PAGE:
Before even formally clinching the Democratic nomination, Joe Biden's campaign has been barraged by questions about who he would select as his running mate. In March, Biden said he would choose a woman to be his vice president. 

There have been several possibilities made public in recent months, but the latest reports suggest that it may come down to three choices: California Sen. Kamala Harris, former National Security Adviser Susan Rice, and Massachusetts Sen. Elizabeth Warren.

The latest betting odds from legal sports gambling site Bookies shows Harris with the strongest odds at +100, followed by Rice at +500 and Warren at +900.

Here’s a look at the background of these female lawmakers and what they bring to the ticket.

Kamala Harris

Harris, 55, has served as the junior U.S. Senator from California since 2017. She previously served as California’s Attorney General from 2011 to 2017. Harris has spoken out frequently on police reform after the death of 46-year-old African-American George Floyd, who was killed on May 25 after a white Minneapolis police officer pressed his knee on Floyd's neck for nearly nine minutes. 

Harris brings diversity to the ticket. Her father emigrated from Jamaica, while her mother was born in India.

Harris gained attention after delivering strong questions during Brett Kavanaugh's Supreme Court confirmation hearing as well as her campaign for the Democratic nomination.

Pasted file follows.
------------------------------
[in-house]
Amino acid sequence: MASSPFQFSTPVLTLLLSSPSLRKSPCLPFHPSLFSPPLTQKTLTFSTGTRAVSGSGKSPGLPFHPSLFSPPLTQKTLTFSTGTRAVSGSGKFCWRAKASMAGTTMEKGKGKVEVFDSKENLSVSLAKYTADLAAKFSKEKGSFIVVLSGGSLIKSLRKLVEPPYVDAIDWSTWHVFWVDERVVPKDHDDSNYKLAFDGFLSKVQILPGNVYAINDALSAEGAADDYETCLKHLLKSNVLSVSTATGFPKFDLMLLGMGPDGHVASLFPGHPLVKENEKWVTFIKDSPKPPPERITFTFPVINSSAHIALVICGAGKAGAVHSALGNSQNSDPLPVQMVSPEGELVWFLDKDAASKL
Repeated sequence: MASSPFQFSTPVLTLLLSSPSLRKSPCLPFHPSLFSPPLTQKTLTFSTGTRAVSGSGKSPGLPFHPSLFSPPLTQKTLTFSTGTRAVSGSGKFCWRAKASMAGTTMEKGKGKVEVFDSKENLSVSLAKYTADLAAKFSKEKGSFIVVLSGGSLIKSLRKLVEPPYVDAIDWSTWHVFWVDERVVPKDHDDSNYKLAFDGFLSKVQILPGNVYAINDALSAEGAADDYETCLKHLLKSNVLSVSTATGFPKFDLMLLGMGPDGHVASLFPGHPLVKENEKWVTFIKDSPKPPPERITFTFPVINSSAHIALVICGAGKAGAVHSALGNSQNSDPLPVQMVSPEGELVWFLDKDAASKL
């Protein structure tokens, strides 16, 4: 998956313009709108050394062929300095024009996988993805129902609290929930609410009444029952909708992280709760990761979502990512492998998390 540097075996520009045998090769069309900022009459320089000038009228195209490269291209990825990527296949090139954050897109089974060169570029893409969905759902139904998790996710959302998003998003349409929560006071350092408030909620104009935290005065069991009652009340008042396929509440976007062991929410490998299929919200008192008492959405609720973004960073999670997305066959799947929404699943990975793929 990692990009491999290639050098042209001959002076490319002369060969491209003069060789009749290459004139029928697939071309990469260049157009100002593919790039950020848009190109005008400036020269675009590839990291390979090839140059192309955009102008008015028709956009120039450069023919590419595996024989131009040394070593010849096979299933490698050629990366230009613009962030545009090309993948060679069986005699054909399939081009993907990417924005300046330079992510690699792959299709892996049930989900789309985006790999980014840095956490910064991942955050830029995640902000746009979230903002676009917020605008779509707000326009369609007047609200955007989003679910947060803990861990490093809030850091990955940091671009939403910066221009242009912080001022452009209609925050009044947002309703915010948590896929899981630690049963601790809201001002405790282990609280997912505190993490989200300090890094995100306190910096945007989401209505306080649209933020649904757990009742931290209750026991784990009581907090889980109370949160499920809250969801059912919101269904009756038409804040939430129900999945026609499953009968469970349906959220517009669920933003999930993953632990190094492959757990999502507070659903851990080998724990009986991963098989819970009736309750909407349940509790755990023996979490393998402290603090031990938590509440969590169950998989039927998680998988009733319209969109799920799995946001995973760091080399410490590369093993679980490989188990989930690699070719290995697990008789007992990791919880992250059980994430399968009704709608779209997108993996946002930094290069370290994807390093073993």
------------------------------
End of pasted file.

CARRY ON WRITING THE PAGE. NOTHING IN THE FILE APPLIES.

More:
Susan Rice

Susan Rice, 55, brings extensive experience in foreign affairs. She served with Biden during the Obama administration as National Security Adviser from 2013 to 2017 and U.S. Ambassador to the United Nations from 2009 to 2013. During the Clinton administration, she worked on the National Security Council from 1993 to 1997, where she helped implement policy during the Rwandan Genocide. 

She was a Rhodes scholar and received a Doctorate in Philosophy from New College, Oxford in 1990. After graduation, she worked as a consultant at McKinsey & Company from 1990 to 1992. 

Rice is the daughter of African-American parents. Her father, Emmett, was a governor of the Federal Reserve and her mother, Lois, graduated from Harvard and was a renowned education policy expert. 

Republicans have criticized Rice for misleading the public in the aftermath of the attack on the U.S. consulate in Benghazi, Libya. The attack killed four Americans, most notably the U.S. Ambassador to Libya Christopher Stevens. If Rice is selected as Biden’s running mate, Trump and Republicans will likely use the Benghazi issue to mobilize conservative supporters.

Elizabeth Warren

Warren, 70, has represented Massachusetts in the Senate since 2013.  She pushed for more strict regulations on big banks after the financial crisis of 2008. From 2008 to 2010, Warren was the Chair of the Congressional Oversight Panel, the body overseeing the bank bailouts during the crisis. She also helped set up the Consumer Financial Protection Bureau (CFPB), an agency dedicated to protecting consumers from predatory practices in the financial sector.

Her populist anti-Wall Street credentials could help the Biden ticket pick up more progessive voters in the Democratic Party who voted for Vermont Sen. Bernie Sanders during the primaries. 

Aside from Harris, Rice and Warren, another possibility is Florida Rep. Val Demings, 63, who served as the chief of the Orlando Police Department from 2007 to 2011. Her experience in the police could be a liability, with her candidacy being scrutinized by activists in the Black Lives Matter movement.